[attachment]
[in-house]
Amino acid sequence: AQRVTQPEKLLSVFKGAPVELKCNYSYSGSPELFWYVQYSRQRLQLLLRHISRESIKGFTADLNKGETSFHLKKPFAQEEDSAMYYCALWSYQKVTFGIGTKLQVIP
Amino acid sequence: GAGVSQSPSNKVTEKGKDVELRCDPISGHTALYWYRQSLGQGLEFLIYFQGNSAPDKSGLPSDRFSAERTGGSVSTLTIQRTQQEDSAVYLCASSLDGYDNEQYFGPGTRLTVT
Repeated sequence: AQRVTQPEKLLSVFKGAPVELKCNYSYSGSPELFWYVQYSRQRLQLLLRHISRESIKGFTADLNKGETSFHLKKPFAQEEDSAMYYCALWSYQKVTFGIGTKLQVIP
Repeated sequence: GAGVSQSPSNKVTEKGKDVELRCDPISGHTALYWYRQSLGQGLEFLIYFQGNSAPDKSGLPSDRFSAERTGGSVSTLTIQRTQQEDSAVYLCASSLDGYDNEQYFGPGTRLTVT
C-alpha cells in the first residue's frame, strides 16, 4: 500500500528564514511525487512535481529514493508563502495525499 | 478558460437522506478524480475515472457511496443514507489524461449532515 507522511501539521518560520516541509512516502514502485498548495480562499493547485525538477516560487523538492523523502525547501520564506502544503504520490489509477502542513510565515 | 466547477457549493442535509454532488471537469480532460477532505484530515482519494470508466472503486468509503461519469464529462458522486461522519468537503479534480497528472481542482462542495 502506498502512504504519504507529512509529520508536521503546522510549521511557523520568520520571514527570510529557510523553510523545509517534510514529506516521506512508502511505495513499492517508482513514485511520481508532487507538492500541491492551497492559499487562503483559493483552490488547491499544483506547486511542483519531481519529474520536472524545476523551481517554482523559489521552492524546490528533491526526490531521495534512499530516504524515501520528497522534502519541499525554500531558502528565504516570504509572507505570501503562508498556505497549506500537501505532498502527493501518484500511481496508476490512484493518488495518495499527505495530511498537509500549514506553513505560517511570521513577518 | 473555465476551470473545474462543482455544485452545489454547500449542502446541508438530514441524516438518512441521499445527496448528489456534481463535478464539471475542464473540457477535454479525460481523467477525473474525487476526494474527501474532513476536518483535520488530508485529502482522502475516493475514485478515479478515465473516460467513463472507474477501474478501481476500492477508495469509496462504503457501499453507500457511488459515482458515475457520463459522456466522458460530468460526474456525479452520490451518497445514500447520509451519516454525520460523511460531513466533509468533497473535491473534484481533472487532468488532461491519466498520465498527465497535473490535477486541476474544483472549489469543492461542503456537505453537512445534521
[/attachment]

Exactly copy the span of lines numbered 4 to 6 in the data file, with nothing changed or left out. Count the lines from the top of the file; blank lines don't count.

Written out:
Repeated sequence: AQRVTQPEKLLSVFKGAPVELKCNYSYSGSPELFWYVQYSRQRLQLLLRHISRESIKGFTADLNKGETSFHLKKPFAQEEDSAMYYCALWSYQKVTFGIGTKLQVIP
Repeated sequence: GAGVSQSPSNKVTEKGKDVELRCDPISGHTALYWYRQSLGQGLEFLIYFQGNSAPDKSGLPSDRFSAERTGGSVSTLTIQRTQQEDSAVYLCASSLDGYDNEQYFGPGTRLTVT
C-alpha cells in the first residue's frame, strides 16, 4: 500500500528564514511525487512535481529514493508563502495525499 | 478558460437522506478524480475515472457511496443514507489524461449532515 507522511501539521518560520516541509512516502514502485498548495480562499493547485525538477516560487523538492523523502525547501520564506502544503504520490489509477502542513510565515 | 466547477457549493442535509454532488471537469480532460477532505484530515482519494470508466472503486468509503461519469464529462458522486461522519468537503479534480497528472481542482462542495 502506498502512504504519504507529512509529520508536521503546522510549521511557523520568520520571514527570510529557510523553510523545509517534510514529506516521506512508502511505495513499492517508482513514485511520481508532487507538492500541491492551497492559499487562503483559493483552490488547491499544483506547486511542483519531481519529474520536472524545476523551481517554482523559489521552492524546490528533491526526490531521495534512499530516504524515501520528497522534502519541499525554500531558502528565504516570504509572507505570501503562508498556505497549506500537501505532498502527493501518484500511481496508476490512484493518488495518495499527505495530511498537509500549514506553513505560517511570521513577518 | 473555465476551470473545474462543482455544485452545489454547500449542502446541508438530514441524516438518512441521499445527496448528489456534481463535478464539471475542464473540457477535454479525460481523467477525473474525487476526494474527501474532513476536518483535520488530508485529502482522502475516493475514485478515479478515465473516460467513463472507474477501474478501481476500492477508495469509496462504503457501499453507500457511488459515482458515475457520463459522456466522458460530468460526474456525479452520490451518497445514500447520509451519516454525520460523511460531513466533509468533497473535491473534484481533472487532468488532461491519466498520465498527465497535473490535477486541476474544483472549489469543492461542503456537505453537512445534521